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Pacific Northwest Research Station

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News Releases: 2003

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Book Traces the History and Mystery of the Deschutes River

USDA Forest Service
Pacific Northwest Research Station

Portland, OR: August 25, 2003


Source: Gordon Grant, (541) 750-7328
Media assistance: Sherri Richardson-Dodge, (503) 808-2137

PORTLAND, Ore. August 25, 2003. As discussions about river management and use continue among policymakers, environmentalists, and recreationists, a new book is released that looks at one of the stranger rivers on the planet: Oregon’s Deschutes River.

In the book, “A Peculiar River: Geology, Geomorphology, and Hydrology of the Deschutes River, Oregon,” (American Geophysical Union [AGU] 2003), research hydrologist Gordon Grant, who co-edited the book along the Jim O’Connor of the US Geological Survey, says the book should appeal beyond scientists to a broader readership of recreationists, naturalists, fishermen, and natural resource managers, who want to understand how rivers work.

“We wanted to weave together a set of individual studies that look at various aspects of the Deschutes River, including the geology, geological history of floods, hydrology, fisheries, and the effects of dams on this river into a coherent picture of how the river behaves and responds to human interventions like dams,” says Grant.

Grant explains that the Deschutes River possesses several unique characteristics:

  • It has the most constant streamflow of any river of its size in the United States and behaves like a large, spring-fed creek.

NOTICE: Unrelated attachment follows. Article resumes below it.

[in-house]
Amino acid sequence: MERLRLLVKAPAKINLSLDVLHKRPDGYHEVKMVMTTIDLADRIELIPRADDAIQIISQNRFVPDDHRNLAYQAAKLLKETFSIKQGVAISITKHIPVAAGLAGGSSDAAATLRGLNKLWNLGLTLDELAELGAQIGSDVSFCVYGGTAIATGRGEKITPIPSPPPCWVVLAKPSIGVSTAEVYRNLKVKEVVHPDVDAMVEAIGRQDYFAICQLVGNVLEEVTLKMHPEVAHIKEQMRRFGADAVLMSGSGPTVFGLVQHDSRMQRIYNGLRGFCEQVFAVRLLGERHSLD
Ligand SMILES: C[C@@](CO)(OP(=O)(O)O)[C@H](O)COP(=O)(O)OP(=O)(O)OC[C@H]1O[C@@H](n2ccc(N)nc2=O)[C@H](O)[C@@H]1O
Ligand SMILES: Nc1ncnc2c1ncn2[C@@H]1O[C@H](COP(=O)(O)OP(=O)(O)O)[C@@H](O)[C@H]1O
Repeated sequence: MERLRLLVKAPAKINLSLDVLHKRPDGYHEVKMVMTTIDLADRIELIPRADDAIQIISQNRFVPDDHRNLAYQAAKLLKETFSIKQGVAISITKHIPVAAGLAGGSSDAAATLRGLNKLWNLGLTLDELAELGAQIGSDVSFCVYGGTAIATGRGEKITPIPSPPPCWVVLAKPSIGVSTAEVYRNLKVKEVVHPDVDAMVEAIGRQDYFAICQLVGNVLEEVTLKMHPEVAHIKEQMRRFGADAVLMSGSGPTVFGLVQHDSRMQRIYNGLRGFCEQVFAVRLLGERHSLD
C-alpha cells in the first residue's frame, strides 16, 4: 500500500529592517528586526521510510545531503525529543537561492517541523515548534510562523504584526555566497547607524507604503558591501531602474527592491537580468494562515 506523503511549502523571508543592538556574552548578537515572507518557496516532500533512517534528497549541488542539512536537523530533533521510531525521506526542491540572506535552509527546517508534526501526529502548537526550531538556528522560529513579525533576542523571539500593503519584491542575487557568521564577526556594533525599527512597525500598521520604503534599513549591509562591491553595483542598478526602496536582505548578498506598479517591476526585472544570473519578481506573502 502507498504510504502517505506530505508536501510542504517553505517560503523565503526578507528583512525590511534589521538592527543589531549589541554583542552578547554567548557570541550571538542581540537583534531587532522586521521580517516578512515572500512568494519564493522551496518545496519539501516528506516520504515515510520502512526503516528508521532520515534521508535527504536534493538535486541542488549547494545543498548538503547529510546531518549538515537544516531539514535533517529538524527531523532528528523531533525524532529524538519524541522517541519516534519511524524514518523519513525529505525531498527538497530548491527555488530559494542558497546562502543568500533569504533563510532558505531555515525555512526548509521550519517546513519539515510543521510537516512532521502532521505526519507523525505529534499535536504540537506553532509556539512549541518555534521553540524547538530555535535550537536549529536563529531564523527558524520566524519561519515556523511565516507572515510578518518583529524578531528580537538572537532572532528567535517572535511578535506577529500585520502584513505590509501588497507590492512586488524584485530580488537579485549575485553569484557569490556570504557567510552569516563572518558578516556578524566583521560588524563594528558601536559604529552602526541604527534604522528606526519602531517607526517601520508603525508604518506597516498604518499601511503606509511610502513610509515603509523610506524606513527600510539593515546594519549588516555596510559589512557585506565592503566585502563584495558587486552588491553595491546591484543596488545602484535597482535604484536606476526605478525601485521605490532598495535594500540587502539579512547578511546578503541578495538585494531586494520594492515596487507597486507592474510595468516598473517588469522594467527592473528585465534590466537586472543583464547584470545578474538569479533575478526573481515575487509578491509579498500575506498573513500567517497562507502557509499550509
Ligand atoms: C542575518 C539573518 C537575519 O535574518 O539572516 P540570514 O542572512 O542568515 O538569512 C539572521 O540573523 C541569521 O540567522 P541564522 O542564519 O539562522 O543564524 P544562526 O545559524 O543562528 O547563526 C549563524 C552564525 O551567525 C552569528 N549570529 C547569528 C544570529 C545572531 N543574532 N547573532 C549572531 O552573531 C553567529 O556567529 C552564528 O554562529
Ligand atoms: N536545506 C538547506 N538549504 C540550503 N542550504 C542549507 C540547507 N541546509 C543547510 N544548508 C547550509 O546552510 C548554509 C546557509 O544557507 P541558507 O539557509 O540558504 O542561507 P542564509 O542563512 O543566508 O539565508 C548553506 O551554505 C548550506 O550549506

• It possesses one of the lowest sediment yields of any river in the world in its upper reaches.
  • The modern flow regime, both before and after dam construction, is largely ineffective in changing the river’s form or character.
  • At the same time, the river has experienced truly cataclysmic floods in the past by almost every known mechanism for generating floods; these floods have left a lasting legacy of rapids, islands, and bars that define much of the character of the modern river.
  • The distribution of fish found in the river is closely tied to its geological setting.

Although the book is primarily a scientific monograph, published as part of AGU’s Water Science and Application series, the diverse topics covered in the 9 papers should be of interest to others. “One paper in the book examines the origin of rapids on the Deschutes,” Grant says, “which should appeal to the many thousands of white-water enthusiasts who boat the river every summer. Another paper explores why the fish are where they are, which should appeal to fishermen.” An entire section is devoted to the effects of dams on the Deschutes and other rivers, which should be of interest to policymakers, resource specialists, and environmental and industry groups involved with dam issues.

Contact AGU customer service to order the book at (800) 966-2481 or

Gordon Grant, a research hydrologist with the Pacific Northwest Research Station, has been studying rivers for nearly 20 years. Before that, his interest in fluvial processes was sparked by a decade-long career as a white-water river guide.

US Forest Service - Pacific Northwest Research Station
Last Modified: Monday,01August2016 at10:13:32CDT

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